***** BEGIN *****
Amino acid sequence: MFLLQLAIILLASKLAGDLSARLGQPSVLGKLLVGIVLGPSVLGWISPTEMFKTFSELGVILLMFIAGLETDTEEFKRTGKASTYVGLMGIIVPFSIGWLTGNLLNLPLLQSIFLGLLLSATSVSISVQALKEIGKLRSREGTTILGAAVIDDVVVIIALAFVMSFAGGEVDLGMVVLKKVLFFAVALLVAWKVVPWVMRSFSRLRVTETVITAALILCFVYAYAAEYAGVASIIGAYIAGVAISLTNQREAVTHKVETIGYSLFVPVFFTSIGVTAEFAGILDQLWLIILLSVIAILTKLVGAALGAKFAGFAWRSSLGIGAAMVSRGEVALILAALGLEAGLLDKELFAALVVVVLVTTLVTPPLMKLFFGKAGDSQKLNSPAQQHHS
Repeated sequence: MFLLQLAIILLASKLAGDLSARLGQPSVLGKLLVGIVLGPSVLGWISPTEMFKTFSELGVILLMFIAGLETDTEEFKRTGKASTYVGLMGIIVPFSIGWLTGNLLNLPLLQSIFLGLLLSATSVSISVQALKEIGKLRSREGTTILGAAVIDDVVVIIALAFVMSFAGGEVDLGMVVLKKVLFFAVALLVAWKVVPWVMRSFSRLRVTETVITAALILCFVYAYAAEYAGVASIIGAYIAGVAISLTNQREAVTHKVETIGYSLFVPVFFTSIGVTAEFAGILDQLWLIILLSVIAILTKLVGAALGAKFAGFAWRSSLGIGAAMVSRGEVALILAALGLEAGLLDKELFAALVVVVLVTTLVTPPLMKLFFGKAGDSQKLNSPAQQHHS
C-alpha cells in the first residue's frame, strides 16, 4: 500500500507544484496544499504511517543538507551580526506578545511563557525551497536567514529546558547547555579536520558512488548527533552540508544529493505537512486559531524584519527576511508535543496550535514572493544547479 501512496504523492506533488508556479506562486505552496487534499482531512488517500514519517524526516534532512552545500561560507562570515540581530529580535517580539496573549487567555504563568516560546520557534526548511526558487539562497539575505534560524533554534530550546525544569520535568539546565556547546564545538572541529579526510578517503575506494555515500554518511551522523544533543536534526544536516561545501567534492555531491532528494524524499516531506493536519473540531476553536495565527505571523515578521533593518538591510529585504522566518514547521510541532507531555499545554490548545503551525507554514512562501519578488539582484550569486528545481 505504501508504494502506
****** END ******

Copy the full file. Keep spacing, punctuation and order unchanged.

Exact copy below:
Amino acid sequence: MFLLQLAIILLASKLAGDLSARLGQPSVLGKLLVGIVLGPSVLGWISPTEMFKTFSELGVILLMFIAGLETDTEEFKRTGKASTYVGLMGIIVPFSIGWLTGNLLNLPLLQSIFLGLLLSATSVSISVQALKEIGKLRSREGTTILGAAVIDDVVVIIALAFVMSFAGGEVDLGMVVLKKVLFFAVALLVAWKVVPWVMRSFSRLRVTETVITAALILCFVYAYAAEYAGVASIIGAYIAGVAISLTNQREAVTHKVETIGYSLFVPVFFTSIGVTAEFAGILDQLWLIILLSVIAILTKLVGAALGAKFAGFAWRSSLGIGAAMVSRGEVALILAALGLEAGLLDKELFAALVVVVLVTTLVTPPLMKLFFGKAGDSQKLNSPAQQHHS
Repeated sequence: MFLLQLAIILLASKLAGDLSARLGQPSVLGKLLVGIVLGPSVLGWISPTEMFKTFSELGVILLMFIAGLETDTEEFKRTGKASTYVGLMGIIVPFSIGWLTGNLLNLPLLQSIFLGLLLSATSVSISVQALKEIGKLRSREGTTILGAAVIDDVVVIIALAFVMSFAGGEVDLGMVVLKKVLFFAVALLVAWKVVPWVMRSFSRLRVTETVITAALILCFVYAYAAEYAGVASIIGAYIAGVAISLTNQREAVTHKVETIGYSLFVPVFFTSIGVTAEFAGILDQLWLIILLSVIAILTKLVGAALGAKFAGFAWRSSLGIGAAMVSRGEVALILAALGLEAGLLDKELFAALVVVVLVTTLVTPPLMKLFFGKAGDSQKLNSPAQQHHS
C-alpha cells in the first residue's frame, strides 16, 4: 500500500507544484496544499504511517543538507551580526506578545511563557525551497536567514529546558547547555579536520558512488548527533552540508544529493505537512486559531524584519527576511508535543496550535514572493544547479 501512496504523492506533488508556479506562486505552496487534499482531512488517500514519517524526516534532512552545500561560507562570515540581530529580535517580539496573549487567555504563568516560546520557534526548511526558487539562497539575505534560524533554534530550546525544569520535568539546565556547546564545538572541529579526510578517503575506494555515500554518511551522523544533543536534526544536516561545501567534492555531491532528494524524499516531506493536519473540531476553536495565527505571523515578521533593518538591510529585504522566518514547521510541532507531555499545554490548545503551525507554514512562501519578488539582484550569486528545481 505504501508504494502506